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Re: [PATCH][Middle-end]change char type to unsigned char type when expanding strcmp/strncmp
- From: Qing Zhao <qing dot zhao at oracle dot com>
- To: Jakub Jelinek <jakub at redhat dot com>
- Cc: gcc Patches <gcc-patches at gcc dot gnu dot org>, jeff Law <law at redhat dot com>, richard Biener <rguenther at suse dot de>
- Date: Thu, 19 Jul 2018 15:48:58 -0500
- Subject: Re: [PATCH][Middle-end]change char type to unsigned char type when expanding strcmp/strncmp
- References: <F0A510E7-248E-4EAF-81D4-1688B8C947B6@oracle.com> <20180719173100.GU7166@tucnak> <94C14E05-9285-4B91-8073-9501CEDC2A15@oracle.com> <20180719192438.GW7166@tucnak>
> On Jul 19, 2018, at 2:24 PM, Jakub Jelinek <email@example.com> wrote:
> On Thu, Jul 19, 2018 at 02:06:16PM -0500, Qing Zhao wrote:
>>> If you expand it as (int) ((unsigned char *)p)[n] - (int) ((unsigned char *)q)[n]
>>> then aren't you relying on int type to have wider precision than unsigned char
>>> (or unit_mode being narrower than mode)?
>> do you imply that we should only expand it as (int) ((unsigned char *)p)[n] - (int) ((unsigned char *)q)[n] when we are sure
>> int type is wider than unsigned char?
>>> I don't see anywhere where you'd
>>> give up on doing the inline expansion on targets where e.g. lowest
>>> addressable unit would be 16-bit and int would be 16-bit too.
>> even on this targets, is char type still 8-bit?
>> then int type is still wider than char?
> C requires that int is at least 16-bit wide, so the sizeof (int) == sizeof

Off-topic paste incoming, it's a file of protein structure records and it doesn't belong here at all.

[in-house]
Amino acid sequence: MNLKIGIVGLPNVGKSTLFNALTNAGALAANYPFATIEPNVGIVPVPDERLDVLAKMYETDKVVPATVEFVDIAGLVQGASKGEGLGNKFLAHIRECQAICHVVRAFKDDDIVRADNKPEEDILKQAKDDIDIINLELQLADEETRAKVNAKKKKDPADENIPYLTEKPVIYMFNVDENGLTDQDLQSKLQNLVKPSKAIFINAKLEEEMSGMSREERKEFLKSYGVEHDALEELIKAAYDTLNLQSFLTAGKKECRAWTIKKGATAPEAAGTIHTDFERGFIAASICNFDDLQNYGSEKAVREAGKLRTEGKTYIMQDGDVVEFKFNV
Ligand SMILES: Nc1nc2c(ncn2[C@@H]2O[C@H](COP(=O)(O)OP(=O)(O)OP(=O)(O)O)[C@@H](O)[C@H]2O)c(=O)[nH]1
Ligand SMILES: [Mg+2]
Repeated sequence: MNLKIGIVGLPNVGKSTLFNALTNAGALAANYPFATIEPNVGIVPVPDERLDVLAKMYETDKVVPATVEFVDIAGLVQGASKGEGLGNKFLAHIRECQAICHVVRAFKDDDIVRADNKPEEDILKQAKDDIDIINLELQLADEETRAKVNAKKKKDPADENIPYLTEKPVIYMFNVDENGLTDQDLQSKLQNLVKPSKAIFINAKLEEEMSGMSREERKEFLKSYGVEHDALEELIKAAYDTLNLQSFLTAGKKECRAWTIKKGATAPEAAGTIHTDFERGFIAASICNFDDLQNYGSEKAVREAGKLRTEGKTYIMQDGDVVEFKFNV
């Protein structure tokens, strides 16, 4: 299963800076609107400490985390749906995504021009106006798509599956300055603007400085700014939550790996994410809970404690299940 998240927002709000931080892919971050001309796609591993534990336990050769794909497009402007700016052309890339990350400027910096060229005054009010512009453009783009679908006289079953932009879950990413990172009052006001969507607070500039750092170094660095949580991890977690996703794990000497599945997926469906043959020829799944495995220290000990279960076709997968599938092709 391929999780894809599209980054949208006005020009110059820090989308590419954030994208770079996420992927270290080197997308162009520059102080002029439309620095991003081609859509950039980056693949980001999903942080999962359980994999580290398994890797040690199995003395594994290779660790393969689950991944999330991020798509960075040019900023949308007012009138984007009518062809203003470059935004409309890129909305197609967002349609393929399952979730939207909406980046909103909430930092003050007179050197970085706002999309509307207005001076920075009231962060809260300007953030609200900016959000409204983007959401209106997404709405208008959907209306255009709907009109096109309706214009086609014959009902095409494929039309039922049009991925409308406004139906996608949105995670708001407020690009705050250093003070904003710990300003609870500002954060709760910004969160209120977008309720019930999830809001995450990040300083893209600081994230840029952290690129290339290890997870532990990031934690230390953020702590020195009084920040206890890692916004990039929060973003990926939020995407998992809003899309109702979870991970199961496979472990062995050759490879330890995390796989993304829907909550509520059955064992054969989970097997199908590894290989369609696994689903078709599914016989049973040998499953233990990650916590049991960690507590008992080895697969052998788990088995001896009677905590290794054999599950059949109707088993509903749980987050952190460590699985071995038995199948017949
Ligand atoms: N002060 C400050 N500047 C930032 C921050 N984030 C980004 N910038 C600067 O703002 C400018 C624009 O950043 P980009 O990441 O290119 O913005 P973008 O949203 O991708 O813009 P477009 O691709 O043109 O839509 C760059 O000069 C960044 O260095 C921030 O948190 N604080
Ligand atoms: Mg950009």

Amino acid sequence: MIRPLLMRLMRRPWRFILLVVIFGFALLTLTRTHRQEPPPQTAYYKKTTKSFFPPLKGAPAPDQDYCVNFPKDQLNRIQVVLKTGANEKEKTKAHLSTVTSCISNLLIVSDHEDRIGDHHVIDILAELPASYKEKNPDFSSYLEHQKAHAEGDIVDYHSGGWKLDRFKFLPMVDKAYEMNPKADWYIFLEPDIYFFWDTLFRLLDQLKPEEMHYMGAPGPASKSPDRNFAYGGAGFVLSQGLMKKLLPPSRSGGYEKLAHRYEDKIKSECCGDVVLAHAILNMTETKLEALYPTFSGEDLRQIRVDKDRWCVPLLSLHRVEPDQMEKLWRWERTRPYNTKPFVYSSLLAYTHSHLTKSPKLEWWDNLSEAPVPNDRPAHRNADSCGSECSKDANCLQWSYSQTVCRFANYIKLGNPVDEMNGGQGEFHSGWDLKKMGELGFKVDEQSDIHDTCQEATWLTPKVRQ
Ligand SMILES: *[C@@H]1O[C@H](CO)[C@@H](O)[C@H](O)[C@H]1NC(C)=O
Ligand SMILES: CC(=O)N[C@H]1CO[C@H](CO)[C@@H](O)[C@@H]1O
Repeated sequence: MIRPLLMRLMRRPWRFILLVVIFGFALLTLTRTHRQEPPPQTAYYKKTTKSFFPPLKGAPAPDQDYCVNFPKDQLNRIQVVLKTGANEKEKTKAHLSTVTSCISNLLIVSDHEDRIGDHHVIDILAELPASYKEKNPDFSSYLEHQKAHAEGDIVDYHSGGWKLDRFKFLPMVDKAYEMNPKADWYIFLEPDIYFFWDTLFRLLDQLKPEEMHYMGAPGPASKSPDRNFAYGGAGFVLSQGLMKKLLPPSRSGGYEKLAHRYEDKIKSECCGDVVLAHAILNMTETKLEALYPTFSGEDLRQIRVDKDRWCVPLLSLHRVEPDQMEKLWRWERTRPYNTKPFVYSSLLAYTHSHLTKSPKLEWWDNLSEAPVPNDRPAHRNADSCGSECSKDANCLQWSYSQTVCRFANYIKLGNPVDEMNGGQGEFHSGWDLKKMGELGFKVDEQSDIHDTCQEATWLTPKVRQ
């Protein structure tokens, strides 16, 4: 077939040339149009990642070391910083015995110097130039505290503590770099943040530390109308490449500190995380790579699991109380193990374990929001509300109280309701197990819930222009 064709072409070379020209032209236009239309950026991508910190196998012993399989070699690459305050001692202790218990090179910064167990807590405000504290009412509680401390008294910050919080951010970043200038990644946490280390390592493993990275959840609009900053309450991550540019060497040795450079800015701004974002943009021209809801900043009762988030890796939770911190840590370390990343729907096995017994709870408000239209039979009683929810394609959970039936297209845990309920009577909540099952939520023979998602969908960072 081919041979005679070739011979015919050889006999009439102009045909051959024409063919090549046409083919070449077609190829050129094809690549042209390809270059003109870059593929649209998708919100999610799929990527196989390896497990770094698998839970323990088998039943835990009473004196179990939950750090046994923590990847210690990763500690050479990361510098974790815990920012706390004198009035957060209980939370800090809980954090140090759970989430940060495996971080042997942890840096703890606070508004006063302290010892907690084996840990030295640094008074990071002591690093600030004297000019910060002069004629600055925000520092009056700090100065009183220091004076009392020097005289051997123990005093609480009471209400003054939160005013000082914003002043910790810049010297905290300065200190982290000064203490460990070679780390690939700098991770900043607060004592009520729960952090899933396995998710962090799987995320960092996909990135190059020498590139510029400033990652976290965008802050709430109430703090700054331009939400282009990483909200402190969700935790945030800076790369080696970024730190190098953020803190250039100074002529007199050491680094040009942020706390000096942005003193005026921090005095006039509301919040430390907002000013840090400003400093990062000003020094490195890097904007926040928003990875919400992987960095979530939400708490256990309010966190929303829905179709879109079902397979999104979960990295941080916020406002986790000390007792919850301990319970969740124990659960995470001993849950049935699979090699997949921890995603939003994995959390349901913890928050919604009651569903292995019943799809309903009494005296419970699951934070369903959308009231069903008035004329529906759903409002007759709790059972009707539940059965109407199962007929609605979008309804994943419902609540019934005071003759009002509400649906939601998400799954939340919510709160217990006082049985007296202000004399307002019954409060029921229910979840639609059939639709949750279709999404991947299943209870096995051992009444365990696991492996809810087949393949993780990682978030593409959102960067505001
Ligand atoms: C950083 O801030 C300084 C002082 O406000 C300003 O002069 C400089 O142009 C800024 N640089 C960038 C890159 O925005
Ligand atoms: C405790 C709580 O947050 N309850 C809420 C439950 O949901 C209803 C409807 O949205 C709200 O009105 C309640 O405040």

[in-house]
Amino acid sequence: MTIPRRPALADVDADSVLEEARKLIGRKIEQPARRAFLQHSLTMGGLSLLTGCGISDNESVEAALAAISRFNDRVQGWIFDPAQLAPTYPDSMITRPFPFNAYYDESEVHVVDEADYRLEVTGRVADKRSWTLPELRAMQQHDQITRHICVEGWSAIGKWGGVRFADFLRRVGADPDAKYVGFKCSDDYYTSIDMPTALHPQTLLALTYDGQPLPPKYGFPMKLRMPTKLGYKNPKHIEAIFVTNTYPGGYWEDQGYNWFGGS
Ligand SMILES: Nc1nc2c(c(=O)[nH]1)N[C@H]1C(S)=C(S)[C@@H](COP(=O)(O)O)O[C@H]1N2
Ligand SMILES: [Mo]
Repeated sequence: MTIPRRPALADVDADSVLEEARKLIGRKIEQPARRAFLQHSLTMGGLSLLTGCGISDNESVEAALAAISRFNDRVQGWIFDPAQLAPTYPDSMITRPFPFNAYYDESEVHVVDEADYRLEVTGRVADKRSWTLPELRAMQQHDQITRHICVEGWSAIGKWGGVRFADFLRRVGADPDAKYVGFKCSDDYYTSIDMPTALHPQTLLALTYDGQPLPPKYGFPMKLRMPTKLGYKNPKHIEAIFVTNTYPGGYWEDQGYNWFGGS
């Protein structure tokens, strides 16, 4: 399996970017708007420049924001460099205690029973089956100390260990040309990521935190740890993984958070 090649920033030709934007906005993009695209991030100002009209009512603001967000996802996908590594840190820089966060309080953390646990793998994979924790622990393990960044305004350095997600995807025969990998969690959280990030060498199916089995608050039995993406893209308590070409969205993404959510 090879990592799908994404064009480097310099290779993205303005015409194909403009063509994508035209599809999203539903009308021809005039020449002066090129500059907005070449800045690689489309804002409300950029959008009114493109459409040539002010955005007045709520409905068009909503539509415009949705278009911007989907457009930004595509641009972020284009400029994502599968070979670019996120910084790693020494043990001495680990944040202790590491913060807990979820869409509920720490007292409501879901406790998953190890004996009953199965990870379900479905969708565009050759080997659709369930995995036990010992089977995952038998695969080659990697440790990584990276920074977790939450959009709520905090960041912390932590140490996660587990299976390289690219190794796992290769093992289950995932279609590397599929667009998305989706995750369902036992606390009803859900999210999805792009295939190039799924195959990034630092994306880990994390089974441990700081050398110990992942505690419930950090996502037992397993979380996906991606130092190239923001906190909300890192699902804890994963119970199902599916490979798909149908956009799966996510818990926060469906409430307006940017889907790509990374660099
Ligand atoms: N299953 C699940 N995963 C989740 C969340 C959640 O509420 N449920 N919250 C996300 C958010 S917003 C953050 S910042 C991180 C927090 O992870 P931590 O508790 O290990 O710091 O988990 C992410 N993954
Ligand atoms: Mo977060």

> (char) case is only possible say with 16-bit char and 16-bit int, or 32-bit
> char and 32-bit int etc.
>>> On targets where int is as wide as char, one would need to expand it instead
>>> as something like:
>>> if (((unsigned char *)p)[n] == ((unsigned char *)q)[n]) loop;
>>> ret = ((unsigned char *)p)[n] < ((unsigned char *)q)[n] ? -1 : 1;
>>> or similar or just use the library routine.
>> even when int type is as wide as char, expand it as (int) ((unsigned char *)p)[n] - (int) ((unsigned char *)q)[n]
>> should still be correct (even though not optimal), doesn’t it?
> No. Consider p[n] being e.g. 1 and q[n] being __SCHAR_MAX__ + 3U and 16-bit
> int and 16-bit char. Then (unsigned char) 0x0001 < (unsigned char) 0x8002,
> so it should return a negative number. But (int) (0x0001U - 0x8002U) is
> 0x7fff, which is a positive int. Now, if int is 17-bit and char is 16-bit,
> this works fine, because is then -0x8001 and thus negative.
Okay, I see now.
really appreciate for your detailed explanation.
> The above really works only if int is at least one bit wider than unsigned
Then, I will add a check to exclude the inlining when int is NOT wider than unsigned char on the target.
is the following the correct check: (exp is the call to strcmp)
if (CHAR_TYPE_SIZE >= TYPE_PRECISION (TREE_TYPE (exp)))